If you folded the performance power of Sam & Dave into the songwriting savvy of Lennon/McCartney, you would have a close approximation of how the soulful pop duo of Daryl Hall and John Oates has operated over the last five decades. To their credit, these two luminaries have collaborated on an assortment of adventurous studio albums, such as the Todd Rundgren-produced and critically-overlooked War Babies, and they have made their way along the touring circuit with everyone from David Bowie to Cheech & Chong. Still, there is a reason why they have never been known for their more experimental side, except within a small group of hardcore fans and famous friends (including Andy Warhol and Pierre La Roche). As John Oates explains during a recent phone conversation, “It’s because of the hits!”
“There were so many and they were so massive that they overshadowed everything else we ever did,” he says. He’s not exaggerating with that assessment, either. Among the staggering 34 songs to hit the Billboard Hot 100 charts are ubiquitous tunes, like “Kiss on My List,” “You Make My Dreams,” “Private Eyes,” “I Can’t Go for That (No Can Do),” and “Maneater.” And as Oates playfully points out, “they still turn up in movies, on the radio, and in television commercials 40 years later.”
The man who is, in part, responsible for all that great music is certainly not complaining about his commercial achievements or various hall of fame inductions. In fact, Oates readily admits that it is his overwhelming success early on that has allowed him to enjoy a late-career renaissance in which he doesn’t have to worry about making anyone, but himself, happy. To that end, he chooses to call Nashville home, and to run around with the who’s who of Americana musicians based there, when he is not working with his old pal Hall. His latest solo LP, Arkansas, it turns out, was recorded there and is intended to be a direct nod to Mississipi John Hurt, Johnny Cash, and Jerry Lee Lewis. It should be noted, though, that Oates’ infatuation with roots music is not some newfound diversion. “I grew up without musical borders,” he says. “I was into Chuck Berry, Little Richard, Elvis Presley, Son House, Brownie McGhee, Doc Watson, and the Temptations, all at the same time. To me, great music is great music, whatever else you want to call it.”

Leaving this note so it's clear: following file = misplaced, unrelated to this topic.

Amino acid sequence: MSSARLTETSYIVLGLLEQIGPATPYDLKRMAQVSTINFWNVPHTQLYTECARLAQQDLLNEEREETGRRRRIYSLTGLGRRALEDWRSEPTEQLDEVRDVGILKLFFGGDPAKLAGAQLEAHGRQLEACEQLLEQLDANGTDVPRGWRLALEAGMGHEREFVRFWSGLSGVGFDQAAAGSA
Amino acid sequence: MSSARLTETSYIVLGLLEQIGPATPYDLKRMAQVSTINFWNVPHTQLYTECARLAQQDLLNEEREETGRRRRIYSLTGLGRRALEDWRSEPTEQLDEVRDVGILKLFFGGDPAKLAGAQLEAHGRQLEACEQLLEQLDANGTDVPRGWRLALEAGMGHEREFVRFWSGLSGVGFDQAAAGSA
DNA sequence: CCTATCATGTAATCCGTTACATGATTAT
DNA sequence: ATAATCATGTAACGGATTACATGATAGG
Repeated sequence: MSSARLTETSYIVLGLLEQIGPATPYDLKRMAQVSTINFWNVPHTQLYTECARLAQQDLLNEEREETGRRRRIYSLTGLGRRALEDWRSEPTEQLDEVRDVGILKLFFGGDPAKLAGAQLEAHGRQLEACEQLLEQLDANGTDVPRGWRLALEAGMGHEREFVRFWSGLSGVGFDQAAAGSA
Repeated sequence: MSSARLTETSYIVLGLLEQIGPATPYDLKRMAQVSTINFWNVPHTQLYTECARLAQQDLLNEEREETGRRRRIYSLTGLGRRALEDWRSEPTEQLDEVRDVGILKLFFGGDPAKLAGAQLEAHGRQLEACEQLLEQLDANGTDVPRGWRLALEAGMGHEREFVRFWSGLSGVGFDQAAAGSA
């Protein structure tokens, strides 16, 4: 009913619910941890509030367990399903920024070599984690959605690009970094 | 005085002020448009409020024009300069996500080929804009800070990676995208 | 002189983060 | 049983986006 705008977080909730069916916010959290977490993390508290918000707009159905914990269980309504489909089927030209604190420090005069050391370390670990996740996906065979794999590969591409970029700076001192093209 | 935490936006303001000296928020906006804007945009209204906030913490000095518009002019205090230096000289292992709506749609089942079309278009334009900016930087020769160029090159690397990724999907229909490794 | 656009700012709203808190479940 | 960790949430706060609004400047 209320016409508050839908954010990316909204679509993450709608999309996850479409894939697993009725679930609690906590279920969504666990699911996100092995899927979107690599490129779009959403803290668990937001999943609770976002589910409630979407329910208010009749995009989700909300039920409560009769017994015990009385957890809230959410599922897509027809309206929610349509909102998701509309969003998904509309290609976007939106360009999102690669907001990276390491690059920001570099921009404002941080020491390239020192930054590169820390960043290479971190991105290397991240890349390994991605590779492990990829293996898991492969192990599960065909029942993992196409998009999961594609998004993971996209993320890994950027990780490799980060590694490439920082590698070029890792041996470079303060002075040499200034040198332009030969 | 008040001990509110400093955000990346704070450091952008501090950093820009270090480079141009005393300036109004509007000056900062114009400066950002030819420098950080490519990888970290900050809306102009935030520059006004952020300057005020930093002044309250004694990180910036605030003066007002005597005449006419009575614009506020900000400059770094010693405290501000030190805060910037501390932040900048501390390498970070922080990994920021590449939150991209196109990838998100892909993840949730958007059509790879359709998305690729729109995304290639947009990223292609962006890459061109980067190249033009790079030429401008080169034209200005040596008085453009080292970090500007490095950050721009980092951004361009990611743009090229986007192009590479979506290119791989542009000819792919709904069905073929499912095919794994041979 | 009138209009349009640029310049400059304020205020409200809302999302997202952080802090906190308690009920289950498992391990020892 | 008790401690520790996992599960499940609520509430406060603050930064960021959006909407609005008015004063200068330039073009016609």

Surprisingly, to hear him tell the story, Oates’ star status didn’t get him very far when he first arrived on the scene in Music City, roughly 10 years ago. “Sam Bush befriended me, and that was all it took to flip the switch. I suddenly found myself surrounded by all the other A-list players in town.” He’s referring to master musicians like Jerry Douglas and Béla Fleck, with whom Oates has forged a bond.
While he was busy reinventing himself and his songcraft in the American South, Oates also found time to pen a best-selling memoir, Change of Seasons, that looks back at all the years that made him a legend in the first place. Besides the standard retrospective tale that you might expect, the narrative he constructs with co-author Chris Epting manages to delightfully veer off-course to share some of the surreal experiences Oates was subjected to while living next door to Hunter S. Thompson in Colorado and the circumstances that led to his fast friendship with George Harrison.
Incredibly, Oates says that he was introduced to the former Beatle, not by music business contacts, but by racecar driver Jackie Stewart, and they all bonded over a mutual love of Formula One. “Although I primarily knew him from that other context, George [Harrison] actually ended up joining us [Hall & Oates] in the studio one time when he was hanging around L.A.,” Oates reveals. “But it was only on the condition that he would simply get to be in the band, without receiving any special attention.”
Other unlikely alliances include Oates’ connection to the Grateful Dead that he claims was solidified over a 200-mile mountain bike trip through Montana with Bob Weir. As he’s talking about the recent task of pulling together similar stories for the book, Oates seems genuinely taken aback by everything that’s in there. “You know, the more I dug into the past for that project, the more my life opened up to me, and I kept wondering how so much could have possibly unfolded over the course of one single lifetime.”
When presented with the suggestion that he might also be the only person to have ever performed at both the Grand Ole Opry and the Apollo Theater, Oates thinks hard for a minute, and then jokingly asserts that, if true, he will have to update his résumé.
Fortunately, music lovers won’t have to rely on Oates’ written accounts to get a sense of what Hall & Oates are capable of as a live unit. This peerless pair of hitmakers is still out there making the rounds, year after year, showing younger generations exactly why they are one of the most celebrated duos in rock ‘n’ roll history.
For his part, Oates clearly relishes the longevity of his ongoing musical conversation with Hall, and he considers it “an honor and a joy” to continue to expand upon that ever-evolving dialogue in front of new audiences. “We’re extremely fortunate,” he says in conclusion, “to have created such a rich legacy of our own that still resonates with listeners, even after all this time.”